Expression of the IL8 gene, which encodes a neutrophil recruiting chemokine – a key mediator of the inflammatory response – was also reduced (Fig. 3). This observation was consistent with the reduced NFKB1 gene expression in the infected animals; NF-κB is a well characterised mediator of IL8 expression . Furthermore, despite the relative expansion of lymphocytes in the PBMC from BTB-infected cattle (Fig. 1), a majority of genes are expressed at lower levels with no change in the expression of the proinflammatory IFNG, IL2 or IL4 genes detected using the BOTL-5 microarray or real time qRT-PCR (P = 0.487, 0.772 and P = 0.385 respectively for qRT-PCR results).
Recent studies of human tuberculosis infection demonstrate that mycobacteria can target cell-signalling pathways to regulate gene expression and subvert the host immune response [reviewed in reference ]. One particular study showed that mycobacteria specifically target the CD209 (DC-SIGN) molecule causing impaired dendritic cell maturation and induction of anti-inflammatory cytokines that promote immunosuppression . In addition, other work has suggested that immune cell signalling suppression may be mediated through TLR-2 . Both of these mechanisms could contribute to the survival of the mycobacteria.
Previous work using mycobacterial infections has demonstrated differential expression of TLR-2, TLR-4 [9, 35], inflammatory cytokines including IFN-γ [36, 37] and IL-8 [38–41], and BOLA MHC molecules [42, 43]. In the present study, there was no discernible difference in expression for proinflammatory molecules between the BTB-infected and control animal groups. This observation suggests that PBMC from BTB-infected cattle display different gene expression program compared to both the healthy control animals and to PBMC exposed to M. bovis antigens in vitro .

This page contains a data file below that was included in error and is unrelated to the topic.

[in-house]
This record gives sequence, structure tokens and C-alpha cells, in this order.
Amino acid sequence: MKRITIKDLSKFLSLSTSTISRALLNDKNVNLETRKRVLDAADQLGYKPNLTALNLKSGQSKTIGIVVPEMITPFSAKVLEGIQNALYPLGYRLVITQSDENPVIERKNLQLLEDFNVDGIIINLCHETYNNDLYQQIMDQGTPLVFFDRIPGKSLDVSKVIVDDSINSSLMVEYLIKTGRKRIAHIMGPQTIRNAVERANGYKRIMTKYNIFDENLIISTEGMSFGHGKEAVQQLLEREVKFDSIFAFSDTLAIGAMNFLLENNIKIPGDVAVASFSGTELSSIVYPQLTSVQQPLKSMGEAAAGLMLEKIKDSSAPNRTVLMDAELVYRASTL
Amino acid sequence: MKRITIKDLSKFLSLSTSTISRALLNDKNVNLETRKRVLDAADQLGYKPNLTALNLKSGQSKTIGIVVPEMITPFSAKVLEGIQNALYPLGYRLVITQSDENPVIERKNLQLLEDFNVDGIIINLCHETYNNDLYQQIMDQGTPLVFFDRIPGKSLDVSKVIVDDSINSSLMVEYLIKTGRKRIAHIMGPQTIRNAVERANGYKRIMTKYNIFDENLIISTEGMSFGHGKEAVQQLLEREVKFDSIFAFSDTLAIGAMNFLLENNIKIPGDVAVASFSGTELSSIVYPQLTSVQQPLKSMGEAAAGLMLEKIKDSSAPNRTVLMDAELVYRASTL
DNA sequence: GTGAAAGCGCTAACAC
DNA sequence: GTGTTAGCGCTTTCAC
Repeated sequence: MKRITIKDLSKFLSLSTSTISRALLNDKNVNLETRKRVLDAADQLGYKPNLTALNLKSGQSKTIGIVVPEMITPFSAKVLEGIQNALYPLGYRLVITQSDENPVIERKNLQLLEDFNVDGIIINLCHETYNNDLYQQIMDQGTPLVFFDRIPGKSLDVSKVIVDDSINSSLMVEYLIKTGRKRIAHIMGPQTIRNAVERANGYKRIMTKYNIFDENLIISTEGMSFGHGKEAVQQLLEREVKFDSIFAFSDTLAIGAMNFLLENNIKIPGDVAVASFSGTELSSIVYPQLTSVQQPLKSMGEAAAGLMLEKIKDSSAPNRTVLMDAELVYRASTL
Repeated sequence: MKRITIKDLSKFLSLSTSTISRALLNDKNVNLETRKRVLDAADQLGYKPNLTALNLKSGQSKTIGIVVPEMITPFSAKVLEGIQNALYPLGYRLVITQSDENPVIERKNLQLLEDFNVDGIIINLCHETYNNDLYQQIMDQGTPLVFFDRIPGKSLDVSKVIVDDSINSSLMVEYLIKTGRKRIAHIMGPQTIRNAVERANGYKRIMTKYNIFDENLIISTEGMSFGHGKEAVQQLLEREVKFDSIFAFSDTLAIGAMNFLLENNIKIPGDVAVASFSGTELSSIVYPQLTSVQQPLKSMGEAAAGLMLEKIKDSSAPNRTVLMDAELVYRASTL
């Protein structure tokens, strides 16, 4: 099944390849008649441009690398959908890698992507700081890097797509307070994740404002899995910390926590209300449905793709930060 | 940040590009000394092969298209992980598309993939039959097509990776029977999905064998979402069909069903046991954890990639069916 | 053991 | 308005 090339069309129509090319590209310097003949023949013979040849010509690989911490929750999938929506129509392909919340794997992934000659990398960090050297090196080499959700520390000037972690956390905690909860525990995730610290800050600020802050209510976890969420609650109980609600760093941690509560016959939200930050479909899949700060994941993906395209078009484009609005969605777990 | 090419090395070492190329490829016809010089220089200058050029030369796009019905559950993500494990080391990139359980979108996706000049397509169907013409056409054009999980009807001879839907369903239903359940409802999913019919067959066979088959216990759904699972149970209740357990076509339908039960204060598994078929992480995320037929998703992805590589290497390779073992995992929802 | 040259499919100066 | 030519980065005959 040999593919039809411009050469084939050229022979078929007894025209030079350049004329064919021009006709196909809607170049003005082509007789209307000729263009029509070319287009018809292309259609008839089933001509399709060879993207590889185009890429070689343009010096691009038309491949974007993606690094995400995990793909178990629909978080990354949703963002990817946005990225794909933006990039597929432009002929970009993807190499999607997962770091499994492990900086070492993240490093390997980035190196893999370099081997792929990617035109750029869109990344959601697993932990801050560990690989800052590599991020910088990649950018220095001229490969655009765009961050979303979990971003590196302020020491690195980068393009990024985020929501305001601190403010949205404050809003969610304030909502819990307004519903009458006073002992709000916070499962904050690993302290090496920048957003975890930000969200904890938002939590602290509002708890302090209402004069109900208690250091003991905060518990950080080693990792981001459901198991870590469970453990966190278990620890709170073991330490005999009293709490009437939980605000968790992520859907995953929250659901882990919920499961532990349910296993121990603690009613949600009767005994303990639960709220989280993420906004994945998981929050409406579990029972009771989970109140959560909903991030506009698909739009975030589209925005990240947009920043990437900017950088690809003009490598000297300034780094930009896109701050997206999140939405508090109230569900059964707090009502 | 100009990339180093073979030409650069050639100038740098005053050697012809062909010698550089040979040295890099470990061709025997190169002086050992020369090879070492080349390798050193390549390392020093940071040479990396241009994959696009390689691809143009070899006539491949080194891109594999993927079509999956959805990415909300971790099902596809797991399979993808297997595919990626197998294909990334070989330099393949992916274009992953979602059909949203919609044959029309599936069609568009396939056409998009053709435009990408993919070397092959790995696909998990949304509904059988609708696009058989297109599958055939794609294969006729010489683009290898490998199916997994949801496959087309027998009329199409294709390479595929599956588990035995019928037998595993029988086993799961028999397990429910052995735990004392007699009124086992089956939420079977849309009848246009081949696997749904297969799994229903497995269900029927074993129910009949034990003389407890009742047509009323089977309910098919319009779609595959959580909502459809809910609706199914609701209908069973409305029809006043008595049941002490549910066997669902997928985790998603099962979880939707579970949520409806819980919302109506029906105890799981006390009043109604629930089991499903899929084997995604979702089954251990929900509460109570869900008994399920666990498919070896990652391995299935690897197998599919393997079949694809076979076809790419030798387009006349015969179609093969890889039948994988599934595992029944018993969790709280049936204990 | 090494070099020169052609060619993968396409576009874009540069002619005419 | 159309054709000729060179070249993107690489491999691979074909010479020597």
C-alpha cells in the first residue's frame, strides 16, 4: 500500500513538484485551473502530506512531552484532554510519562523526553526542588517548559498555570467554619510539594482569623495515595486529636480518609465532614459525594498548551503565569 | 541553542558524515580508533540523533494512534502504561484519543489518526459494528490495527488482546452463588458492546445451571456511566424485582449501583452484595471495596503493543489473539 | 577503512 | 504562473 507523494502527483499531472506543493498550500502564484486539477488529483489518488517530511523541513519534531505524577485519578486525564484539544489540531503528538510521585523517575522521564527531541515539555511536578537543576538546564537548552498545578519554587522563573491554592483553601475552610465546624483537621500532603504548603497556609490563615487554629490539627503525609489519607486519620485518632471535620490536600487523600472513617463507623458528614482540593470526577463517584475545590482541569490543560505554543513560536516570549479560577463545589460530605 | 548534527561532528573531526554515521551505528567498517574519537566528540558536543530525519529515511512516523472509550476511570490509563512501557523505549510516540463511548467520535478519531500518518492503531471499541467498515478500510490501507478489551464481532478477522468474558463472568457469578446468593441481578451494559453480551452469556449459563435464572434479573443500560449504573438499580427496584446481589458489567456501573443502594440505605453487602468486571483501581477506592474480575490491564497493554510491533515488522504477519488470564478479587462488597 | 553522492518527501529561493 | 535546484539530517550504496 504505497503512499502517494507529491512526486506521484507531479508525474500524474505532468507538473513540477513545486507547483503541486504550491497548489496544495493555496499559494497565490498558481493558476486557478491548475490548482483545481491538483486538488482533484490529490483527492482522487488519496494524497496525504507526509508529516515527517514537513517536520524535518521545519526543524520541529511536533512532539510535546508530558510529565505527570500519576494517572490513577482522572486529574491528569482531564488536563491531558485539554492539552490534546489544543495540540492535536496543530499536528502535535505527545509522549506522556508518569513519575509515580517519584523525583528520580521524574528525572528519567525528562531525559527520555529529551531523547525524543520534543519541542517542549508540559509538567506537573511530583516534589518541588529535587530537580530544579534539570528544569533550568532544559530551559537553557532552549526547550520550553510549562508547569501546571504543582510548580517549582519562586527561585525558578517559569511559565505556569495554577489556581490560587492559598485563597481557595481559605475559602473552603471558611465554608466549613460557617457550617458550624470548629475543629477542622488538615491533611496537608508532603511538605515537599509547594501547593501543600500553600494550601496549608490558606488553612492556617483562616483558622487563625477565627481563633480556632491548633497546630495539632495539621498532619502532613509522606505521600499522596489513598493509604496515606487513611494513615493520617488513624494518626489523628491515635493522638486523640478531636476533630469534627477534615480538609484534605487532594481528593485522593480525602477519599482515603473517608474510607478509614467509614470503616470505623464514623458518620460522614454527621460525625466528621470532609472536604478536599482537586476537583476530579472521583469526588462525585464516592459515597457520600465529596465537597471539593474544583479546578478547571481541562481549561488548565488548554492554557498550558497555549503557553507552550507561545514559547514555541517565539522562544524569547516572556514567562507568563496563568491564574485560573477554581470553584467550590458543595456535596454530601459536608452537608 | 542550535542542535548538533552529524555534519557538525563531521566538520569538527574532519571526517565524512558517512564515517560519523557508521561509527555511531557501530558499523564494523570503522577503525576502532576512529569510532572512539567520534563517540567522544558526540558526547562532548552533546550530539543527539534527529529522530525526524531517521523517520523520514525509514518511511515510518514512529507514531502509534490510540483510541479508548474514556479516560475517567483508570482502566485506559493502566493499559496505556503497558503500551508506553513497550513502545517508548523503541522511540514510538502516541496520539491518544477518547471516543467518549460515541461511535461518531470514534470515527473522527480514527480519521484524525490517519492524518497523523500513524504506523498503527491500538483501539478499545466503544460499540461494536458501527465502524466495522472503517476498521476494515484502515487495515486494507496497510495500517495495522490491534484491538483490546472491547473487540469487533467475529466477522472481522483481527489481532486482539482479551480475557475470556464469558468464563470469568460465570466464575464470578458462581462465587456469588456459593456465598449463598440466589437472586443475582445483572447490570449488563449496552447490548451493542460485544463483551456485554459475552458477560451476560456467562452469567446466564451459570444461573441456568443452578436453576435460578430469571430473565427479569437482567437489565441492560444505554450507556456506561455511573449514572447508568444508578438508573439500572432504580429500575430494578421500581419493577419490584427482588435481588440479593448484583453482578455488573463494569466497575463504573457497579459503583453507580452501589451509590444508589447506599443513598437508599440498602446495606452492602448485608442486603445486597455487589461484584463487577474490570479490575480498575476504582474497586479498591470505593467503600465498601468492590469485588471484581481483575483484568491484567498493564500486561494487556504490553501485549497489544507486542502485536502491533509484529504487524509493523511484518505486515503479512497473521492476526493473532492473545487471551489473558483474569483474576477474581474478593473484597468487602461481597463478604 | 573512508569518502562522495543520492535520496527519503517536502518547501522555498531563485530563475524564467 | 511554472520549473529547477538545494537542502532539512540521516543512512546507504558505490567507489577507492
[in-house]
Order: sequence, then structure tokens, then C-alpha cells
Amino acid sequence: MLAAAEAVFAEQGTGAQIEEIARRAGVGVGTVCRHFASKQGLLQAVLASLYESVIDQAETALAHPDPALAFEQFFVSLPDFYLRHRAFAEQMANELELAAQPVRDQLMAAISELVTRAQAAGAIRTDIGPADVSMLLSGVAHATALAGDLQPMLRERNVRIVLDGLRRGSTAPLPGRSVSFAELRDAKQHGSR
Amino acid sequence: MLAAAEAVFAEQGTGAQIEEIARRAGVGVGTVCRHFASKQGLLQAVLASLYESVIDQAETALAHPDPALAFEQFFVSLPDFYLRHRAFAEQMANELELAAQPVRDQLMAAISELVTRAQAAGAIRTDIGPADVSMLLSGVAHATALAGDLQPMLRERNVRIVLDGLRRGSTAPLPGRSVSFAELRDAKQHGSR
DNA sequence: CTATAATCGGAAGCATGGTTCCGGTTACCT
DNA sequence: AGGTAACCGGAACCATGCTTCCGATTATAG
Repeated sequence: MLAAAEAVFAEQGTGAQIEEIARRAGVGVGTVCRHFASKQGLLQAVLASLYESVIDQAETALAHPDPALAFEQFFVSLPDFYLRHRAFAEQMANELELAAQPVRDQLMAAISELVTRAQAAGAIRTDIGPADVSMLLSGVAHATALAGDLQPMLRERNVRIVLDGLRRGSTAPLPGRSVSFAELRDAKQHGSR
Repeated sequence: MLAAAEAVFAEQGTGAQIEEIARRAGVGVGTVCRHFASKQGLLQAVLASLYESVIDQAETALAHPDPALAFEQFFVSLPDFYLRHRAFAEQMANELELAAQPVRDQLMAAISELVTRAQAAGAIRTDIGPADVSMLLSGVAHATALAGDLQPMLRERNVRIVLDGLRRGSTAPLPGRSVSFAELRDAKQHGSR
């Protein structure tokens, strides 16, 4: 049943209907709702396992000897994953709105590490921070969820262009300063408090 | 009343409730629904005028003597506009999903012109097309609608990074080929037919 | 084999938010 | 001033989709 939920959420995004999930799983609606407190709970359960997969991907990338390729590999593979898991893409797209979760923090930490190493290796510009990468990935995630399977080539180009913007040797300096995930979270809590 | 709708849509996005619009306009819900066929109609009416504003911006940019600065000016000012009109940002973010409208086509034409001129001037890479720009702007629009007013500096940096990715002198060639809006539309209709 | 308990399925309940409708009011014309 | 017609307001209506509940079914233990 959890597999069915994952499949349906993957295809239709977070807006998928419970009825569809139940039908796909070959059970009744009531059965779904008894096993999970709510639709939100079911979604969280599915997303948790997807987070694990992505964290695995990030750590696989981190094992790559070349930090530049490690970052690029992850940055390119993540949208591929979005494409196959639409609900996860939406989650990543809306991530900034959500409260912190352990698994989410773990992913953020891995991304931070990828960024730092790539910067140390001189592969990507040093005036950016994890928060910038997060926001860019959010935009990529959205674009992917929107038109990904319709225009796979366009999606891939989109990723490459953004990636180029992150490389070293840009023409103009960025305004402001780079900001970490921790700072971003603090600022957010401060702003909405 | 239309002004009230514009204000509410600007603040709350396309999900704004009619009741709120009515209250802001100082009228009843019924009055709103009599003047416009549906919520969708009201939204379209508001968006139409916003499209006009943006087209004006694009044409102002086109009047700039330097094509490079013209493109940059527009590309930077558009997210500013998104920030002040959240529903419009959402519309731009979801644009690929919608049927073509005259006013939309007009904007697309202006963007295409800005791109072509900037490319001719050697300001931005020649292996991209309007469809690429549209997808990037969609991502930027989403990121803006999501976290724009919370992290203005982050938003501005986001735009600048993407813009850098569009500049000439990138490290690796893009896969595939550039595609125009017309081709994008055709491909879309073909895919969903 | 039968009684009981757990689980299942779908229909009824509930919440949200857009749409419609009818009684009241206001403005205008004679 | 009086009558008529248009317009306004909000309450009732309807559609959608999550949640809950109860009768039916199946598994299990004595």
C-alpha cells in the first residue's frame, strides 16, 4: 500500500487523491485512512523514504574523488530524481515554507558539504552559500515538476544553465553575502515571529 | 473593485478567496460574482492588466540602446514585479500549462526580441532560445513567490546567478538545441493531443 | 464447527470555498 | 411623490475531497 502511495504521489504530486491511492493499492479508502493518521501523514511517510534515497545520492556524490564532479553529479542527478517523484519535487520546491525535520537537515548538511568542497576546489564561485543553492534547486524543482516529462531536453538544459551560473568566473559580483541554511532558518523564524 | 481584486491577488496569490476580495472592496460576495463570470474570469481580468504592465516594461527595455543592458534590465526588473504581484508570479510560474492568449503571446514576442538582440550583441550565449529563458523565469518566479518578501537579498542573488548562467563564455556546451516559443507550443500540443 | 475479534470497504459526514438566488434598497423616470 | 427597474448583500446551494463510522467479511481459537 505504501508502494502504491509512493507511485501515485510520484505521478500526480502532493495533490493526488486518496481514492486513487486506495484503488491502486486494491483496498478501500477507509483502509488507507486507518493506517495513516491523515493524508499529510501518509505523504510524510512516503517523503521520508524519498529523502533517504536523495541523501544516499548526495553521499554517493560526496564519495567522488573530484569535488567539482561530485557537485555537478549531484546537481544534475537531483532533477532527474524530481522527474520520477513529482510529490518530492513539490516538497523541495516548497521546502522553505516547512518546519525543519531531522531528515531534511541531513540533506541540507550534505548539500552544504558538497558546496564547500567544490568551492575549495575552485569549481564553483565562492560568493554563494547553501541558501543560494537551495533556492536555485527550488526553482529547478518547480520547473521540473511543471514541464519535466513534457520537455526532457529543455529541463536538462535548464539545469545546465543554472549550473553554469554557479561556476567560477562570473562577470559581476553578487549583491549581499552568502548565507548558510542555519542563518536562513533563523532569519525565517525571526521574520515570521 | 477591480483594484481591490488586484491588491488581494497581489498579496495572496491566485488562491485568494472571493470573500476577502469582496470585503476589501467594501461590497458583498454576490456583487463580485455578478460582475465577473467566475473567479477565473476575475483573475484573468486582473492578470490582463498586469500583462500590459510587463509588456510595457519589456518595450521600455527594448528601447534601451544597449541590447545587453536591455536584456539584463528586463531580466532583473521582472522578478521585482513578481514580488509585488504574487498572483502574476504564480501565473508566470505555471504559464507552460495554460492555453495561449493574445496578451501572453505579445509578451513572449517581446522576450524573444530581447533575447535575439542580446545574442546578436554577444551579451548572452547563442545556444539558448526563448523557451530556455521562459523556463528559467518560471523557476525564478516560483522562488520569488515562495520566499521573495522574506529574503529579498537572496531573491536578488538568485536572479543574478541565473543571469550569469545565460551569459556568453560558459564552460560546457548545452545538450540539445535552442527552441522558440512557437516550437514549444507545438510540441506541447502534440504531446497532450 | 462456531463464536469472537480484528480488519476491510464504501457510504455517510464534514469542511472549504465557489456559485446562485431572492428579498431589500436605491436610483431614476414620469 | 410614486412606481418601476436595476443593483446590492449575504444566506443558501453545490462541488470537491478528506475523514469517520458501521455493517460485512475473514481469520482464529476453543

The differences in cell subpopulations shown between the BTB-infected and control animal group (Fig. 1) may contribute to some of the gene expression changes detected; however, the data presented here also supports the hypothesis that a host- or pathogen-driven process of innate immune gene repression in BTB-infection in vivo is responsible for the progression of the disease. These results are consistent with recent work involving Johne's disease in cattle caused by M. avium subsp. paratuberculosis (MAP), where suppression of the immune response was detected in late stage infection animals  and a novel gene expression program was identified for PBMC in vivo .
One of the aims of this study was to extract gene expression patterns that are associated with host-pathogen interactions, and that can be interrogated to identify a robust pathogen-specific molecular signature of infection [20, 45]. It is clear that this approach could be problematic because natural gene expression variation for individual animals and their response to M. bovis infection has not been characterized [6, 28]. However, gene expression infection signatures do hold promise; a recent study showed that human gene expression differences due to disease state were significantly greater than variation due to natural factors such as age and gender . In addition, Coussens and co-workers have established two genes (TNFSF8 and SELP) in a gene infection signature for Johne's disease in cattle .
The results presented here suggest that gene expression differences for key immune genes identified using the BOTL-5 microarray and verified using real time qRT-PCR play a role in disease pathogenesis and importantly, that these genes may serve as biomarkers for BTB-infection status. Cluster analysis identified a panel of 15 genes indicative of disease status in PBMC from naturally infected animals, in the absence of antigenic stimulation with tuberculin. In addition, results from class prediction analyses allocated a sensitivity and specificity score of 83% for these gene classifiers as predictive of disease status for the two groups of animals used. Taking these observations into consideration, these genes may therefore represent robust and stable biomarkers for BTB infection. We are currently investigating the sensitivity and specificity of this gene infection signature in a larger cohort of naturally infected and uninfected cattle.